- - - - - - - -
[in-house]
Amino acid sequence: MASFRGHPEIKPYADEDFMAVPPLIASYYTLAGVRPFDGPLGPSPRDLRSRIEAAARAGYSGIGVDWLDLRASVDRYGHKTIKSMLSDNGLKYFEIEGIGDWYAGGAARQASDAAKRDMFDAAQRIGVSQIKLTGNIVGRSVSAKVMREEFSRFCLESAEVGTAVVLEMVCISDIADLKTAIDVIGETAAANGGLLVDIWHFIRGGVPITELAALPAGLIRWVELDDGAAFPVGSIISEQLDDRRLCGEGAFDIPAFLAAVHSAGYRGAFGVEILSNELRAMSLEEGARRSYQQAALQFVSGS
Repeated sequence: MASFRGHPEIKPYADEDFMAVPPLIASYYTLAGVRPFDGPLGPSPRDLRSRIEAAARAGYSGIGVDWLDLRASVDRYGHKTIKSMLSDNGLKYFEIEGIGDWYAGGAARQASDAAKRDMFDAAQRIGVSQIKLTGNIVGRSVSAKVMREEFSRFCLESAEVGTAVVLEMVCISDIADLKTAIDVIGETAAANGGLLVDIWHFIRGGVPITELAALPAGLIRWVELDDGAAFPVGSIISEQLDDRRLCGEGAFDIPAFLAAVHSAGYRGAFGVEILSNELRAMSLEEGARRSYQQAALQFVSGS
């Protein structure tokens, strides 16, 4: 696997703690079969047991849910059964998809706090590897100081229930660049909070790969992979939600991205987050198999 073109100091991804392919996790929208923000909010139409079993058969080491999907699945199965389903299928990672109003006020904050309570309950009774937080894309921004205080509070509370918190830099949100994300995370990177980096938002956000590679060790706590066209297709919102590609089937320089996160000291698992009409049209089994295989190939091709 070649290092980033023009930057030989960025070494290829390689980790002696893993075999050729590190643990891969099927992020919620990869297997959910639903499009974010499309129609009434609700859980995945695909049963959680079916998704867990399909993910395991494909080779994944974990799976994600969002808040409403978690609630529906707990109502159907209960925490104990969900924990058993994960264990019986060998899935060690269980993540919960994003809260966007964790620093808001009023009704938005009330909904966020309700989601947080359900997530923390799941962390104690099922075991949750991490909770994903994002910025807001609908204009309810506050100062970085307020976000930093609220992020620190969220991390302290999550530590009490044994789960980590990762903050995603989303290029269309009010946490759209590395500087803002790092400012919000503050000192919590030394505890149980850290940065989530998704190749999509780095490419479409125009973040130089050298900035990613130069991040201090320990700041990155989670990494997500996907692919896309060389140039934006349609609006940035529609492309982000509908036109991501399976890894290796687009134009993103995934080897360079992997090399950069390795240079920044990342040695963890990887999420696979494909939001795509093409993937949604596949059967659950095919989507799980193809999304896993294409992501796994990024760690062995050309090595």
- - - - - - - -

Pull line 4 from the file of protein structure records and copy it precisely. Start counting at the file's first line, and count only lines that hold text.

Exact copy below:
């Protein structure tokens, strides 16, 4: 696997703690079969047991849910059964998809706090590897100081229930660049909070790969992979939600991205987050198999 073109100091991804392919996790929208923000909010139409079993058969080491999907699945199965389903299928990672109003006020904050309570309950009774937080894309921004205080509070509370918190830099949100994300995370990177980096938002956000590679060790706590066209297709919102590609089937320089996160000291698992009409049209089994295989190939091709 070649290092980033023009930057030989960025070494290829390689980790002696893993075999050729590190643990891969099927992020919620990869297997959910639903499009974010499309129609009434609700859980995945695909049963959680079916998704867990399909993910395991494909080779994944974990799976994600969002808040409403978690609630529906707990109502159907209960925490104990969900924990058993994960264990019986060998899935060690269980993540919960994003809260966007964790620093808001009023009704938005009330909904966020309700989601947080359900997530923390799941962390104690099922075991949750991490909770994903994002910025807001609908204009309810506050100062970085307020976000930093609220992020620190969220991390302290999550530590009490044994789960980590990762903050995603989303290029269309009010946490759209590395500087803002790092400012919000503050000192919590030394505890149980850290940065989530998704190749999509780095490419479409125009973040130089050298900035990613130069991040201090320990700041990155989670990494997500996907692919896309060389140039934006349609609006940035529609492309982000509908036109991501399976890894290796687009134009993103995934080897360079992997090399950069390795240079920044990342040695963890990887999420696979494909939001795509093409993937949604596949059967659950095919989507799980193809999304896993294409992501796994990024760690062995050309090595």